“To love, and to be loved, is the greatest happiness of existence” – Sydney Smith

For many, there is no greater joy than falling in love, and no greater pain, than to fall out of it.

Relationships come in many different forms, but what universally draws us together is a desire for love and connection.

When we first meet our partner, the beginning days, months and even years can be blissful. Yet, overtime, something happens. The relationship that, at first, brought so much joy, has now become a source of pain. However, this doesn’t have to be the end of the story.

“Until you make the unconscious conscious, it will direct your life and you will call it fate” – C.G. Jung

Never is this quote truer than with relationships. We are relational beings. One of our first tasks as we arrive on this planet is to form connections. Without them, we cannot survive, and thus our need for relationship is embedded deep within our being. As such, it is our earliest experience in relationship, which creates maps that shape our thinking, feelings and behaviour in our current partnerships.

This can create havoc as our strategies for navigating relationships painfully collide. For example, partner 1 feels the absence of the other, so criticises and demands from them in an attempt to bring them back. However, partner 2 receives this interaction as a painful attack. Partner 2 thus hides emotionally and/or physically, only to come out again once the threat has receded. This withdrawal then triggers the first partner’s initial fears and the cycle repeats itself, escalating over time.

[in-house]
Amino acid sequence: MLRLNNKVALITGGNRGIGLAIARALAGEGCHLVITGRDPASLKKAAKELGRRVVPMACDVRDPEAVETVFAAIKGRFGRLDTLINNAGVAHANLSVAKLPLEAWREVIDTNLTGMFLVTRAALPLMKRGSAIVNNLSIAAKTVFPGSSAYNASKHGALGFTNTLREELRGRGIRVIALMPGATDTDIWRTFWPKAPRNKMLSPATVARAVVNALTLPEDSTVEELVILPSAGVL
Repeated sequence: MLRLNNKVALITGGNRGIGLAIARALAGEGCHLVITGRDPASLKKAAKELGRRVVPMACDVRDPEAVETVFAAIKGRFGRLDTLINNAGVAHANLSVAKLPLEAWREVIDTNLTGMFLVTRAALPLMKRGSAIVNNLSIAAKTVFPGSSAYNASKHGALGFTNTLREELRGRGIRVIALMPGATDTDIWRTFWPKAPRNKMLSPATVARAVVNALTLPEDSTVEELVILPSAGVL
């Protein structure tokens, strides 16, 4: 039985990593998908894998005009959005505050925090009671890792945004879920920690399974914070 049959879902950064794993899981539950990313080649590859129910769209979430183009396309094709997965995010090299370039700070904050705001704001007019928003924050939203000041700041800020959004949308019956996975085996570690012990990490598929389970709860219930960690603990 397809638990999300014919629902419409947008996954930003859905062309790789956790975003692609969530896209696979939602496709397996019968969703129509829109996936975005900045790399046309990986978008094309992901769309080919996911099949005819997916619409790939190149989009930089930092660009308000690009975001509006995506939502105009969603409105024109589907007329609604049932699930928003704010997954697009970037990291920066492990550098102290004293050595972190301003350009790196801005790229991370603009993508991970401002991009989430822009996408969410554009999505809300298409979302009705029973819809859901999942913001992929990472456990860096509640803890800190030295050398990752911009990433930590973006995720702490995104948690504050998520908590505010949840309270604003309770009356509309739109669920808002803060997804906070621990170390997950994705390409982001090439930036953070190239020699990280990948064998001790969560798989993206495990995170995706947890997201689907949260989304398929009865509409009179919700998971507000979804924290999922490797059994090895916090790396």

If the couple remain unaware of this cycle, it will grow until the couple can see nothing else and, eventually, it will tear them apart.

Though we don’t see it at the time, so often we unconsciously choose the person that has just the right wounding to deeply trigger our own unconscious pain. This may seem like unfathomable madness, but here in lays a message of profound hope.

If the cycle can be identified and de-escalated, new understanding can be brought into the relationship, which can repair, transform and renew the partnership. Just as what is unconscious controls us, correspondingly, that which is brought to light can be understood, laid to rest, and given new agency to create a different today and tomorrow.

As such, even in those relationships where separation is chosen as the best outcome, this can be done in a kinder and less adversarial manner. Allowing partners to come together and create an optimum ending for all those involved.

In relationship, truly, all the wounded parts of us come up for healing. Relationships thus offer us a place for healing and fundamental change like no other.

We’re interested in beginning couples therapy, what should we do next?

If you are interested in beginning couples therapy, you can email me to arrange a free phone consultation, to discuss if therapy is suitable for your situation. This conversation will give you the opportunity to ask any questions you may have, and we can book an initial session if appropriate.

What will happen in the initial session?

In the initial session, we will meet and talk through what has brought you both into therapy. This is a great place to ask any questions you may have and for us all to see if we work well together.

At the end of this session, if you decide you want to continue, we can book you in for your next session. Alternatively, if you feel you need time to think about what you want to do next, you are free to go with no obligation to continue.